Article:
If you are not an experienced skier, it makes sense to enrol in an appropriate ski school.
The most common cause of injury I see in my practice is incorrect adjustment of the bindings for the skier’s height, weight and ski ability level. Because failure of bindings to release risks injury. So very important to get a bindings fitter who is qualified and who fully understands your height, weight and skiing level. It is important to check that after the bindings have been adjusted that you can see your boot will release fully.
The next most common cause of injuries in my experience is collisions, typically between skiers and snowboarders who have different fall lines. My advice therefore would be to be permanently aware of your surroundings and other skiers and snowboarders to minimise the risk of collision.
So a much more obvious statement is to ski within the limits of your own expertise, i.e. only ski those slopes and runs that you are experienced enough to do. A lot of these runs will be condition dependent, i.e. some runs in good visibility with good snow are easy but in zero visibility or white out or with ice can become hazardous. So act sensibly and choose those runs with conditions are appropriate for your skiing ability.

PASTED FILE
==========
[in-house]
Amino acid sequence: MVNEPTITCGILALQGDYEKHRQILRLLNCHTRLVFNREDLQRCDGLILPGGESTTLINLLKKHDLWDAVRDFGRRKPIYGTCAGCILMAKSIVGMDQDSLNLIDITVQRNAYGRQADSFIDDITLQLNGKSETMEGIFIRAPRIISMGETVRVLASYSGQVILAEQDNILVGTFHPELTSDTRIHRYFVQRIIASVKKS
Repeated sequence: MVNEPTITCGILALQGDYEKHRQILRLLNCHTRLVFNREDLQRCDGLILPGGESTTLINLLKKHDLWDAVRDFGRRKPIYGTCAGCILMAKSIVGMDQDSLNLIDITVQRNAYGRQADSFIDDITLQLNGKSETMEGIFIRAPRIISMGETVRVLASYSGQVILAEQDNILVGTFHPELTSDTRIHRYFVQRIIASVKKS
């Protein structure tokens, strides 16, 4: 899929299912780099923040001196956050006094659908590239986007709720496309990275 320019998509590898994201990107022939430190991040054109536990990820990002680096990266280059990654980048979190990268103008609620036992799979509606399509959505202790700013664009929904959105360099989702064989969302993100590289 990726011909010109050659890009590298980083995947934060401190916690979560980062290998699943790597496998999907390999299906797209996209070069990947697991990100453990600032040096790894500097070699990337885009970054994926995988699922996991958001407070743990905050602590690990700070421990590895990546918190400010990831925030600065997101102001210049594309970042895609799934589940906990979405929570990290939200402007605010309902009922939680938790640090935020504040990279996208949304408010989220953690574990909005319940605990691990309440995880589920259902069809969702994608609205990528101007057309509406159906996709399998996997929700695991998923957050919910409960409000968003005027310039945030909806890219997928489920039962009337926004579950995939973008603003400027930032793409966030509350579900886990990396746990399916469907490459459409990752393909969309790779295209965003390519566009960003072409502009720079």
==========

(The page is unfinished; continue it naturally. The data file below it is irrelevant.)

One final note is based on insurance. When your holiday is booked most people will offer you some form of insurance to cover you for any injuries sustained whilst on the slopes, but often that insurance becomes null and void once you return to the UK if you are unlucky enough to be injured. This means the insurance will only cover you whilst you are abroad and treatment received abroad. Therefore, when you take out a policy for any skiing injury sustained on a ski trip it is important that that cover continues on your return to the UK. Enjoy your safe skiing.
- Simon Moyes consults out of The Wellington Hospital in St John’s Wood, Highgate Private Hospital and 31 Old Broad Street and specialises in arthroscopic and minimally invasive treatment of problems of the knee, shoulder, foot and ankle with a focus on Sports Medicine. He went into full time private practice in 1997.